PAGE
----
Critical Race Theory and the Prophets Among Us

BY AMIRAH OROZCO | July 5, 2021
Sunday’s Readings

Today’s readings remind us that it is not always easy to recognize the prophets who are among us. The people who God sends the prophets to, according to the first reading, are “Hard of face and obstinate of heart.” (Ez 2:4) The Galileans did not notice that Jesus Christ himself the Messiah was not only in front of them, he was a part of their community, he was one of them. The Scripture therefore invites us to look more closely at our communities and our history to understand who these prophets are and what they are calling for.

Critical Race Theory and the Prophets Among Us

One such attempt is Critical Race Theory, an analytical tool which looks at the events of history and the way they intersect with the reality of race in this country. It aims to go further than the superficial understanding of legal equality and is, according to its greatest thinkers, including Kimberlé Crenshaw, an “ethical commitment to human liberation.” Those against teaching the realities of racism in our country to young students, however, have deemed it an anti-American approach to history and have taken up the fight in legislative houses across the country.

Critical Race Theory invites us to reexamine our history so that we can make meaning of the structures that continue to oppress and dominate so many people. It gives us the tools not to undo history, but to learn from it. Ultimately, it gives us a new opportunity to listen to the prophetic witness of the marginalized not just of today, but throughout history. This gives a new possibility to go forward pleading for God’s mercy (Ps 123) and notice that God’s prophets were there all along the way and continue to be, if only we would listen.

9 replies
  1. Ave Clark
    Ave Clark says:

    Prophets are those people with courageous nudges that inspire and challenge each one of us to see the reality of life and also to see better ways of living and being together . Prophets have the threads of mercy and compassion for us to thread together . What a wonderful grace to recognize that the prophets walk among us with a simplicity of spirit .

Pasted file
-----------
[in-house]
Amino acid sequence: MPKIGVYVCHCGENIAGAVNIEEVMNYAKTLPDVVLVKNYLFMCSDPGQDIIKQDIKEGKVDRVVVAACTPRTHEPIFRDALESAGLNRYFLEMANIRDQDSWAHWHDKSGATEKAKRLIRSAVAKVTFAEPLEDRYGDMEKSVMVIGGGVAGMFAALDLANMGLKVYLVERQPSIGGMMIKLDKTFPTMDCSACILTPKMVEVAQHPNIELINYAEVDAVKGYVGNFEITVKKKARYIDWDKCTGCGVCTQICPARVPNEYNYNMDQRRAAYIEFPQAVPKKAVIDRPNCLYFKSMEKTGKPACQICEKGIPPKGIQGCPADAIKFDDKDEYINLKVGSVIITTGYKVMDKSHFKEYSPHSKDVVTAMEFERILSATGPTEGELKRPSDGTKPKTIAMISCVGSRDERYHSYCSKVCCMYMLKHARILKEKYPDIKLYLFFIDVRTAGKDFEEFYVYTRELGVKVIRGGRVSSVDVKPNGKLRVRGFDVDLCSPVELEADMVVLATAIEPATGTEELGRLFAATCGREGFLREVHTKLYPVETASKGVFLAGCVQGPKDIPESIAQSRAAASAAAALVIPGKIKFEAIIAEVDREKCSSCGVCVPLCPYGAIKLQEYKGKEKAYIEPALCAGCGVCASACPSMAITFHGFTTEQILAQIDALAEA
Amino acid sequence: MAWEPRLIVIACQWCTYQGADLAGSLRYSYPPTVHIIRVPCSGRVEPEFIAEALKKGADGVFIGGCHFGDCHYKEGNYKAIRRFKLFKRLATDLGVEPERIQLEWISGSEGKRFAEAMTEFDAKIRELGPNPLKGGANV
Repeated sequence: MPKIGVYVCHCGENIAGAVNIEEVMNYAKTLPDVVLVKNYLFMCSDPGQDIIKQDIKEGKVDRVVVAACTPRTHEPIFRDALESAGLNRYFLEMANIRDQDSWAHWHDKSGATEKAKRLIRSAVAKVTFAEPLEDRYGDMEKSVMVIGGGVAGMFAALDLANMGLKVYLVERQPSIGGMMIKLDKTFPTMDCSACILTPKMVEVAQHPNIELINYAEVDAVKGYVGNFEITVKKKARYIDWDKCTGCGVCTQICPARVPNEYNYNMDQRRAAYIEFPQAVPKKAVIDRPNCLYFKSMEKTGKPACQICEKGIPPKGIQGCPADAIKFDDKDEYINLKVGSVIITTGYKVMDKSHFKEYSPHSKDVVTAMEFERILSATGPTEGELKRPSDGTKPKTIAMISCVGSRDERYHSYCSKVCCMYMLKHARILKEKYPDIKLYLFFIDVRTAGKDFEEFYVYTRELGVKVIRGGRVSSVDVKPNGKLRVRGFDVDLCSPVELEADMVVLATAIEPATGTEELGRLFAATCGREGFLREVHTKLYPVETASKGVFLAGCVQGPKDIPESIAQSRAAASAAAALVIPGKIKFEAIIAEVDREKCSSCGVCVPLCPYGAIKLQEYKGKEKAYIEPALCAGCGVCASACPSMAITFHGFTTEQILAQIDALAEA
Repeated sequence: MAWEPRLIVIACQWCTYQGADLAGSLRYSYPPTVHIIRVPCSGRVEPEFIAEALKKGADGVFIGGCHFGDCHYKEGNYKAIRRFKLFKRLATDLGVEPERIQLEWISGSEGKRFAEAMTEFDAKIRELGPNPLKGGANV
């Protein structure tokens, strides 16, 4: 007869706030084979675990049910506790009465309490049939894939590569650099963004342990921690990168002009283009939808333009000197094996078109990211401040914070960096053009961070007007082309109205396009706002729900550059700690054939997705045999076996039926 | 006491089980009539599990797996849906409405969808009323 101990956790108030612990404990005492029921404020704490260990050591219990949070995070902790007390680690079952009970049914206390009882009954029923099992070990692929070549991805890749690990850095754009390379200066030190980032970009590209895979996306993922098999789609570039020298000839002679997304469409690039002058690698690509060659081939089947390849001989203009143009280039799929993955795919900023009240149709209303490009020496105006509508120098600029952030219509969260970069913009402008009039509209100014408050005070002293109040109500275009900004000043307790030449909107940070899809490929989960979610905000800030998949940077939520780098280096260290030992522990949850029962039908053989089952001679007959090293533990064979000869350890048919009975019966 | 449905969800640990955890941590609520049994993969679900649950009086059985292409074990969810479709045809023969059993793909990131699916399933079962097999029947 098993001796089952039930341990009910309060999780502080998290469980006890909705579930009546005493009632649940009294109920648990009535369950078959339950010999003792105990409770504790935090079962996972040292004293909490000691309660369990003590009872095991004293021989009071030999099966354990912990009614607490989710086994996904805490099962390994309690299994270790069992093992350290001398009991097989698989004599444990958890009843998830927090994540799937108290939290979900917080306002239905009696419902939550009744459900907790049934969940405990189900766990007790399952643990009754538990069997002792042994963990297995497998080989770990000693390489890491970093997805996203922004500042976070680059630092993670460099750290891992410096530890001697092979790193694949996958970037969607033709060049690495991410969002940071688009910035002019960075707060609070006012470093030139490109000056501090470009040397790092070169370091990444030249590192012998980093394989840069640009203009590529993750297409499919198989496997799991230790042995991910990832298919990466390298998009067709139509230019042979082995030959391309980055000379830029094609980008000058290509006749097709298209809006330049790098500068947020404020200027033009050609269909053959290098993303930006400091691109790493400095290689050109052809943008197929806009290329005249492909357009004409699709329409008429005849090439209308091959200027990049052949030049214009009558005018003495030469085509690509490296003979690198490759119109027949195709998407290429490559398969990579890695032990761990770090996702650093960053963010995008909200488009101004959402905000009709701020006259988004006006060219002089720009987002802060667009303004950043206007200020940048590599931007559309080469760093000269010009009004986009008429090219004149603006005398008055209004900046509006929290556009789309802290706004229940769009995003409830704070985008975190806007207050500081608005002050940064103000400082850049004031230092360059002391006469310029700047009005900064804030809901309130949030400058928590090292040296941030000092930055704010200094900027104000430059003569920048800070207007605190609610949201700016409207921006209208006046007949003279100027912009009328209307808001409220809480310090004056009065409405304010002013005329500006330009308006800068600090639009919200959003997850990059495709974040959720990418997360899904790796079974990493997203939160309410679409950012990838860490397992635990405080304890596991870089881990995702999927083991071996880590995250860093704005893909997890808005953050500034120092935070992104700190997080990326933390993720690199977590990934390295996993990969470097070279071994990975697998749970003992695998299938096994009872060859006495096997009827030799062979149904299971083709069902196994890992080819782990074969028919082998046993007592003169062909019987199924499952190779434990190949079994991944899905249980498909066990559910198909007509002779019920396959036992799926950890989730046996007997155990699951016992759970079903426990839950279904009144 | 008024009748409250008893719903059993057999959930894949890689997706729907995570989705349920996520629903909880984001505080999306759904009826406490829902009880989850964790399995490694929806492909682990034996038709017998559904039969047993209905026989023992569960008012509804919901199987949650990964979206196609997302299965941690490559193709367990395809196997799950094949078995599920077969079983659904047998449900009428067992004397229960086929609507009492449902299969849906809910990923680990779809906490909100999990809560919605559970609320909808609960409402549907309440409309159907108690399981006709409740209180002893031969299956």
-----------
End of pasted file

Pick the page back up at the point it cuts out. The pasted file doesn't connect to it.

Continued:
2. jeremiah ofs
    jeremiah ofs says:

    Thanks for explaining critical race theory.

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  3. Dr. Eileen Quinn Knight
    Dr. Eileen Quinn Knight says:

    It is so true that our prophets have been with us all along. As we reflect on our prophets we are grateful and think about their message. The prophets guide and direct us to expand our understanding of God in our society. Just a simple example, the migrants in Immokalee, Florida had the essence of the Christian life–that is to serve one another. They were consistent and persevering in doing so. They always pointed to the other and the need to assist them. There is a joy that they bring to the service of others and help us to catch onto the message both now and in the future.

  4. Elaine
    Elaine says:

    Hello Amirah,
    There were/are good prophets and not-so-good prophets for as long as we know about prophets. Discernment of what prophets have to say could be based as a starter on whether the message and intended outcome would be what Jesus would want us to be giving/receiving. Would Jesus want us to be judging others on past mistakes/sins? Does Jesus offer Mercy, forgiveness? Are the gifts of the Holy Spirit wisdom, understanding, counsel, knowledge, fortitude, piety and fear of the Lord? If so, how does that make the act of essentially telling others that they are “bad” because of the color of their skin? Are we not to offer Mercy and Forgiveness, understanding to each other as Jesus has asked us? Can every wrong done in the past be righted through the efforts of human beings? Are we being quit pompous to throw our own opinions into the faces/lives of good, honest people? Is CRT a positive or negative approach to love? How does CRT fit into the will of God to bring us closer to Him and to each other?

    • Amirah Orozco
      Amirah Orozco says:

      Hi Elaine. Thanks for chewing on my words and providing such thoughtful questions. Jesus absolutely offers us mercy! However, in order to ask for forgiveness, we must also recognize our sins. It is impossible to ask for forgiveness for the sin of racism without first recognizing how the realities of race have played out throughout our history, which CRT helps us do. The psalm for this Sunday’s readings has the psalmist begging for that mercy. I quoted it in this short reflection to help us understand that CRT is precisely that— an opportunity for us to ask for God’s mercy in front of what has been a painful, violent sin for so many! The prophets among us have been telling us all along to repent and turn towards God. The marginalized know better than anyone that God is a God of love, compassion, and mercy, and we must listen to them because salvation is for all of us, not just a select few.

  5. Annette Dworsky
    Annette Dworsky says:

    Thank you, Amirah. We learn from past mistakes so we do not repeat them–with that “new possibility to go forward pleading for God’s mercy.” Well stated.

  6. Dr.Cajetan Coelho
    Dr.Cajetan Coelho says:

    Thanks Amirah. The existing structures and the upholders of such structures need to be evangelized. Throughout history God continues to raise prophets to voice the concerns of the voiceless.


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